Dar es Salaam. The government has clarified the recent reports that companies, institutions and individuals that drill bore holes are supposed to first obtain permits and pay fees before undertaking such a move.
The government issued the clarifications after the Wami/Ruvu River Basin Office announced that it would sue 100 companies and hotels for drilling bore holes without first obtaining its permission and paying the required fees.
This move sent shock waves to the public causing hundreds to flock to the Wami-Ruvu Basin Office to get clarifications on what was expected of them.
The announcement also caused a hot debate among citizens, particularly among individuals who had drilled the bore holes meet their domestic water needs.
Elaborating, Ministry of Water and Irrigation permanent secretry Kitila Mkumbo said the citizens who drill wells of less than 15 metres in depth, would neither be required to pay the fees nor obtain government permits for the wells.
“Owners of drilled wells used for domestic activities will not be required to pay the charges,” he said.
He added “I think the Wami/Ruvu Basin Office were misquoted. But we will continue to educate the public about the matter.”
Prof Mkumbo further said only citizens who drill wells for industrial use and commercial purposes would be required to pay the charges including those who sell water in streets.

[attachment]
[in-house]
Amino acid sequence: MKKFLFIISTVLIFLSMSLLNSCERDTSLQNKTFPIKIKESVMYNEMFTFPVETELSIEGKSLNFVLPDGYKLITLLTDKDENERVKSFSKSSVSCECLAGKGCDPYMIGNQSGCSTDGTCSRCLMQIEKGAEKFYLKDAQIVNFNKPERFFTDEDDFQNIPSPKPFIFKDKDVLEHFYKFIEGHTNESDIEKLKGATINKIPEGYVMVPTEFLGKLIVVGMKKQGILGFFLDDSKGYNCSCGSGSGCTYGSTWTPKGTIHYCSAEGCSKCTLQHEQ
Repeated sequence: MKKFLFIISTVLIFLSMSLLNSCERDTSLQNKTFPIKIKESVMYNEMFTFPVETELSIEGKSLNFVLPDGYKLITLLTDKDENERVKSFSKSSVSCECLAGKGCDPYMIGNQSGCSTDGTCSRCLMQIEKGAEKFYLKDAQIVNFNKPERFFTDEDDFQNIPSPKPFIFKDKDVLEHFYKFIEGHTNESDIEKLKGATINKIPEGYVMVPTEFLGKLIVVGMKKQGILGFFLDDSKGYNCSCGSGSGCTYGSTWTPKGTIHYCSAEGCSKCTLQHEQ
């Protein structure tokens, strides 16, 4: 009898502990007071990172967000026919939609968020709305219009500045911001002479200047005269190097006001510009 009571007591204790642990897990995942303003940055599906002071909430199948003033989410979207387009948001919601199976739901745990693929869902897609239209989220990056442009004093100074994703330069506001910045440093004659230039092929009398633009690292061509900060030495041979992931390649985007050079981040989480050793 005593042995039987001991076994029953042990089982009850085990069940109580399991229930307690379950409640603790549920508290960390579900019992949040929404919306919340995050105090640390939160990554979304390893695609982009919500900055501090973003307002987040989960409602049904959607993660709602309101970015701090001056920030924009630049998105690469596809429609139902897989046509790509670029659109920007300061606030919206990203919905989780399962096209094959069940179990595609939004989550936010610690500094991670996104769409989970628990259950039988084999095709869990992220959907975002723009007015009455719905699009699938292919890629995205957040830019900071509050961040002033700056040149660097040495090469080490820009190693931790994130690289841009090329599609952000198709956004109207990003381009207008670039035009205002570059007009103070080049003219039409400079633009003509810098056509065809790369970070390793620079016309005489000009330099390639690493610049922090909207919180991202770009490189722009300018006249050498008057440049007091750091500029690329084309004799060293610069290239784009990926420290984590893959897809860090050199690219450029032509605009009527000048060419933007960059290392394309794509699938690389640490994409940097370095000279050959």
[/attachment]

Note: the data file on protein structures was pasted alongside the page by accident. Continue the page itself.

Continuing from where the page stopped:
In another development, Prof Mkumbo said the government contemplated to raise sufficient funds amounting to Sh700 billion for improving water service coverage in the country by 2035.
“We are thinking of establishing other sources of water to meet the increasing demand of the precious liquid especially in the cities overwhelmed with high population like Dar es Salaam,” he said.
For his part, Dar es Salaam Regional Commissioner Paul Makonda admitted that some parts of the city were still experiencing acute shortages of water.
These include Kigamboni, Temeke, Chanika, Kifuru and Gongolamboto.
“I’m optimistic that the completion of the ongoing mega water projects, the water crisis in the country will become history,” he said.